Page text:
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This very fine and possibly unique clock by Samuel Aldworth is one of the finest clocks ever to have borne the name of John Knibb’s right-hand man. Encased within one of the finest Burr Walnut veneered cases, this breath-taking clock of not only month duration, but also built in such an un-orthodox way in order to achieve a seconds dial within the break arch of the dial plate.

This clock encapsulates Samuel Aldworth’s finest workmanship, it is most likely that Aldworth is showing off his own ideas and showcasing his skills in his own right.


Dial: Possibly one of the most interesting parts of the dial comes in the form of the break arch, very rarely indeed do you find a seconds subsidiary dial in this position and in order to do this takes a great amount of skill. Not only this but also boasting two other subsidiary dials to depict month of the year including signs of the Zodiac to the left and days of the week also incorporated by the Zodiac signs to the right. To the centre of the dial behind the finely blued steel hands there is a matted centre with date aperture below the XII and signed in a cartouche Sam Aldworth at Childrey from London above VI. The silvered chapter ring with Roman numerals for the hour and Arabic five minute numerals, also featuring fleur-de-lys half hour and diamond half-quarter markers. The dial is finished with beautiful cast and chased Indian mask spandrels. The complete dial measures 12” by 17” to the top of the break arch.


Movement: This stunning clock movement of month duration features the escape wheel towards the top of the extended plates for the raised anchor escapement powered by a contrate wheel to show the seconds on the break arch of the dial. This large impressive movement is held together by six latched baluster pillars. The strike train operates via the rack and snail striking system, striking hourly to a substantial bell. There is also a rather complex system behind the dial to run the month and day of the week subsidiary dials.


Case: An extremely fine Burr Walnut veneered case with an oak carcass. The hood with brass stop fluted walnut columns to either side of the line inlaid hood door with a moulded break arch and topped with three gilt ball finials. The trunk features some of the finest choice veneers also with line inlay to match around the door including the raised panel to the base stood upon a single plinth.


Height: 90.5″ – 7ft 6.5″ – 230cm


CIRCA. 1720


**This clock is delivered and set up for free within the UK. We regularly ship clocks all over the world with our trusted Fine Antiques Packers & Shippers. Please ask for a quote should you require this service.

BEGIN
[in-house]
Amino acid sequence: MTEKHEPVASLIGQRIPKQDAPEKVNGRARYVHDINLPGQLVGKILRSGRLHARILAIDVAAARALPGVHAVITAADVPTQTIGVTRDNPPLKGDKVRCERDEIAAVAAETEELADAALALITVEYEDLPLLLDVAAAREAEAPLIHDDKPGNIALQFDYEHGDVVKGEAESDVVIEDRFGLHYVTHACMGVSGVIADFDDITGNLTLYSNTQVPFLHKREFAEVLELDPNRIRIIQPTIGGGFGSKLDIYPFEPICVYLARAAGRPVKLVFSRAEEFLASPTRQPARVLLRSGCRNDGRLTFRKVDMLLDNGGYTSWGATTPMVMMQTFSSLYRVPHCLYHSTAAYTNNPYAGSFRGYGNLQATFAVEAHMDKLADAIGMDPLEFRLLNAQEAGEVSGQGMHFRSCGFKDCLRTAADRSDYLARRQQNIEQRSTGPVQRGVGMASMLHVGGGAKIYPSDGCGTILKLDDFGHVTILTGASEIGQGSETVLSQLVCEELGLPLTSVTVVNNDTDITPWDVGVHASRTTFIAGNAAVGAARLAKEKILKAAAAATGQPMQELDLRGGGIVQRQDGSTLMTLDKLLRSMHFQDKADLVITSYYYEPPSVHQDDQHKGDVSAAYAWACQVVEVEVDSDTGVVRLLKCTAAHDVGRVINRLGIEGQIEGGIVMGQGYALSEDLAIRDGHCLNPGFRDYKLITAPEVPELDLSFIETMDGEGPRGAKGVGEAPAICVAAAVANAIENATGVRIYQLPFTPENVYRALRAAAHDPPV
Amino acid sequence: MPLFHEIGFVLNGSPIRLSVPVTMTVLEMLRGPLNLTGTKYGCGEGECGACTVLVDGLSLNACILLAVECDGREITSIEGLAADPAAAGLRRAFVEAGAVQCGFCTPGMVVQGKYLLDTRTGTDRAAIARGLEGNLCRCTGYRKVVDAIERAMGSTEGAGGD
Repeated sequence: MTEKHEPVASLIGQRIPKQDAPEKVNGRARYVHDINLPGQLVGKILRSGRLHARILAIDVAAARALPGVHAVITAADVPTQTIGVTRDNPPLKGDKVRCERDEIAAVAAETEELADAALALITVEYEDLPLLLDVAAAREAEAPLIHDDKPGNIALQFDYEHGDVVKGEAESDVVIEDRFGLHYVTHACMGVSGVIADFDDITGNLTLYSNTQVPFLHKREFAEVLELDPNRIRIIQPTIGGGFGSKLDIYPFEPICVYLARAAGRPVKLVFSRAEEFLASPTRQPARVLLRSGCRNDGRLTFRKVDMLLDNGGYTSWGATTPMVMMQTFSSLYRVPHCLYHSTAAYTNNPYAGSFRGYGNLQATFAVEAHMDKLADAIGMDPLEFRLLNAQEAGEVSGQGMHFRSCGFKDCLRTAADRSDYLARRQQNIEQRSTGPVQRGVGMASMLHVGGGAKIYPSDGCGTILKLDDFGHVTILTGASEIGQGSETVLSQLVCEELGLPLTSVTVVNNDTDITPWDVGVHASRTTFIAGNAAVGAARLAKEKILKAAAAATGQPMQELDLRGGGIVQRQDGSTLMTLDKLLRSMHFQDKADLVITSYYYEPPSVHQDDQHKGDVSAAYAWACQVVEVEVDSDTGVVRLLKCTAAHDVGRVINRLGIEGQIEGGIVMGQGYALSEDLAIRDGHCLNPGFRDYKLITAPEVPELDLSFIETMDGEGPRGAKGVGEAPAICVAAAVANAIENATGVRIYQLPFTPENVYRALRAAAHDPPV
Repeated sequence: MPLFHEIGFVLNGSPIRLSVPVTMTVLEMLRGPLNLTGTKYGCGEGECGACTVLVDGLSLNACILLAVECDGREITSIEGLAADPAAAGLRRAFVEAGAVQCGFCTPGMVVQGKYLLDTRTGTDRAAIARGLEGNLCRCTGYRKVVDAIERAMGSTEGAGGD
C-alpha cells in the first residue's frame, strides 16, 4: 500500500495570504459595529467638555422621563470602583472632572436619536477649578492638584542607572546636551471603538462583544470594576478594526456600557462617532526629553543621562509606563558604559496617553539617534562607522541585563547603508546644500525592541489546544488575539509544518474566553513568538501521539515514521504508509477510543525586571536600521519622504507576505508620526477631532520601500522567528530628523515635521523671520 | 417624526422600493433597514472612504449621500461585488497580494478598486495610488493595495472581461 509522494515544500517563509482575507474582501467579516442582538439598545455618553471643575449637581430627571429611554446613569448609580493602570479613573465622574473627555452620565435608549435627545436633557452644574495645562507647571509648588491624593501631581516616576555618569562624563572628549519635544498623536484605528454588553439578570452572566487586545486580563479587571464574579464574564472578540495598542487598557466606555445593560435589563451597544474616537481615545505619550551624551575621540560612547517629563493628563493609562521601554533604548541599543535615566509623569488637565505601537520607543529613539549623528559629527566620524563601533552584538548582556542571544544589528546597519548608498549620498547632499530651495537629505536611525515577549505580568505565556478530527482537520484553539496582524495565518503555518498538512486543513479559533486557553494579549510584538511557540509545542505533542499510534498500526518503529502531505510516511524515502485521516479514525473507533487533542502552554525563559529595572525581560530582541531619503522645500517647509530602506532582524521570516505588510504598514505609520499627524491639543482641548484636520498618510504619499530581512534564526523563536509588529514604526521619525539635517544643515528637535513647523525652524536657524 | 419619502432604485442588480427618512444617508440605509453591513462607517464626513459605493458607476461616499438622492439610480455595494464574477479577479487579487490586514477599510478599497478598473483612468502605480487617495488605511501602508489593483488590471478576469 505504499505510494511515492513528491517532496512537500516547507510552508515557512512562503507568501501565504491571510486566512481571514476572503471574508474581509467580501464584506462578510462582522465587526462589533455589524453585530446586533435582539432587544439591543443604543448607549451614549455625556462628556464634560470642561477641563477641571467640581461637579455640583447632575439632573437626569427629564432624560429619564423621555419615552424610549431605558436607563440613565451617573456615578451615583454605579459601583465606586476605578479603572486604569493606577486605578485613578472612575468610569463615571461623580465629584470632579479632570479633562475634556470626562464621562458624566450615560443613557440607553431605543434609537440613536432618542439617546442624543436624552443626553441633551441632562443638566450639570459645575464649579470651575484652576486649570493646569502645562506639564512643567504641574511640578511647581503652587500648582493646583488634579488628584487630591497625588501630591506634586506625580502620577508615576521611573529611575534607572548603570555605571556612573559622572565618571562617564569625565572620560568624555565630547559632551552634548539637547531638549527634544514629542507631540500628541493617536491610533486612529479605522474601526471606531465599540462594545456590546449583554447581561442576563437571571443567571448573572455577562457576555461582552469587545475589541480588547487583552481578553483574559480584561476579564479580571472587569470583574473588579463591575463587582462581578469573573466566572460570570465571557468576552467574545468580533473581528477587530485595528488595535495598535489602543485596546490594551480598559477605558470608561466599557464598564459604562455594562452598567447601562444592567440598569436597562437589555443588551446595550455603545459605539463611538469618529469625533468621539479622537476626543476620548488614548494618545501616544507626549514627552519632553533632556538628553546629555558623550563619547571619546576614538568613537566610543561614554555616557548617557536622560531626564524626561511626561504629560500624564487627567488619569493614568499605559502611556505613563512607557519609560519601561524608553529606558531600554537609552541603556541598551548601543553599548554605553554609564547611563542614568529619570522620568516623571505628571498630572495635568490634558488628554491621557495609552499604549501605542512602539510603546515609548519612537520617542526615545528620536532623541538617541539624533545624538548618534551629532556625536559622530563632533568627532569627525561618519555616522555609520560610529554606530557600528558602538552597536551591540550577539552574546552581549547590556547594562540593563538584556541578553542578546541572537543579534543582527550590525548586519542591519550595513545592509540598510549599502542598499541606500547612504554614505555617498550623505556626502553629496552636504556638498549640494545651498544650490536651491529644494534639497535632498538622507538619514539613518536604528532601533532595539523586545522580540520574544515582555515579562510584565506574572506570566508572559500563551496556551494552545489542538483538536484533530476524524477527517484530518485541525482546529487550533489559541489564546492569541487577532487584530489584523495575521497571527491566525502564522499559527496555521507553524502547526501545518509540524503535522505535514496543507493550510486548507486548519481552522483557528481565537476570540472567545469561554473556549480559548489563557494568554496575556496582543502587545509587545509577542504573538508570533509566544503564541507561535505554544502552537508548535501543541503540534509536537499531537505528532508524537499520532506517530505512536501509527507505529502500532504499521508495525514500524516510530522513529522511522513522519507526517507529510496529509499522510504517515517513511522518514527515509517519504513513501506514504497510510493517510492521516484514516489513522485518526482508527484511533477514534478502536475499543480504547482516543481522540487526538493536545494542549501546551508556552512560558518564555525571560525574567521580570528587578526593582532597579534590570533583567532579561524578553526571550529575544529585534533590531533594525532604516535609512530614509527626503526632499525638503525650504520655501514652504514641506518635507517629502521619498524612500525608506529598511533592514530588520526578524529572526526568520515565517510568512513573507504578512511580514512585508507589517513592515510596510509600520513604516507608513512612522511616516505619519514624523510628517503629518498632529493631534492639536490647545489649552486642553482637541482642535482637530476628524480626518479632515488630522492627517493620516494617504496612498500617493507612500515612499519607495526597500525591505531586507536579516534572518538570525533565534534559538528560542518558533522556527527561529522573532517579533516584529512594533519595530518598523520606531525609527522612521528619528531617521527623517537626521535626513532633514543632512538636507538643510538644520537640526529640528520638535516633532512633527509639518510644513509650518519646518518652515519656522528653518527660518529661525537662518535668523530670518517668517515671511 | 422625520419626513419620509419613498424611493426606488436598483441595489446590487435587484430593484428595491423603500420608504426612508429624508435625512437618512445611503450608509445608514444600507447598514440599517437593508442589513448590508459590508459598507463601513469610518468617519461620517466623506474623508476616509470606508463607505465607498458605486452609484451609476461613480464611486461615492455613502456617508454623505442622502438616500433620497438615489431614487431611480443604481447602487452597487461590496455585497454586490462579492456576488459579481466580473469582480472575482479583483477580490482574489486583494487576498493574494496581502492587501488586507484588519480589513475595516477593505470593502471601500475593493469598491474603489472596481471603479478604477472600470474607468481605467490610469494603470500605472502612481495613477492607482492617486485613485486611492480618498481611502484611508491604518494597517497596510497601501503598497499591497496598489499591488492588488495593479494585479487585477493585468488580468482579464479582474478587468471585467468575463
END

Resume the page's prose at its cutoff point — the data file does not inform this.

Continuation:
• Currently: Private collection, UK
  • Bought to accompany Ebonised Bracket Clock by Samuel Aldworth
  • We understand that this clock is of such importance that the case and movement were split during World War II and moved out of its residence in London in order for the clock to avoid the blitz. It is understood that the case went to Gloucestershire and the movement to somewhere near Cornwall. It was not until 1952 the clock was then reunited with one another.


Comparative Literature:

  • The Knibb Family Clockmakers by R. A. Lee

Page: 19, 23 & 165.


Samuel Aldworth

The cartouche on the dial of this clock pretty much tells you the full story about the man.

From Childrey, Buckinghamshire originally, he went to Oxford in 1673 to be John Knibbs most notable apprentice. He went onto not only be an apprentice of John Knibb but also on completion of his apprenticeship in 1680 he stayed on as his assistant until 1689 when he was made a freeman of the city of Oxford and subsequently started his own business in the city.

In 1697 Aldworth became a Brother of the London Clockmakers’ Company and moved to an address in The Strand. This may not be such a coincidence bearing in mind his connection with the Knibb family of clockmakers, being that this same year Joseph Knibb left London. He then married Elizabeth Knibb in 1703 (believed to be John Knibbs daughter) and they continued the business in London before moving back to Childrey C.1720. It is understood that Samuel Aldworth died shortly after C.1725.


J. C. Collection

The J. C. Collection is one mans collection of fine antique clocks based in the county of Bedfordshire.

A highly respected horologist and a Fellow of The British Horological Institute, James has held many horological positions of high esteem working for contracts with H. M. Government to the The Honourable Society of the Inner Temple.

For more information about any of these clocks or to view the collection, please contact James on:

Telephone: 01525 221165 – Mobile: 07790 000629 – Email: info@jameschadburn.com


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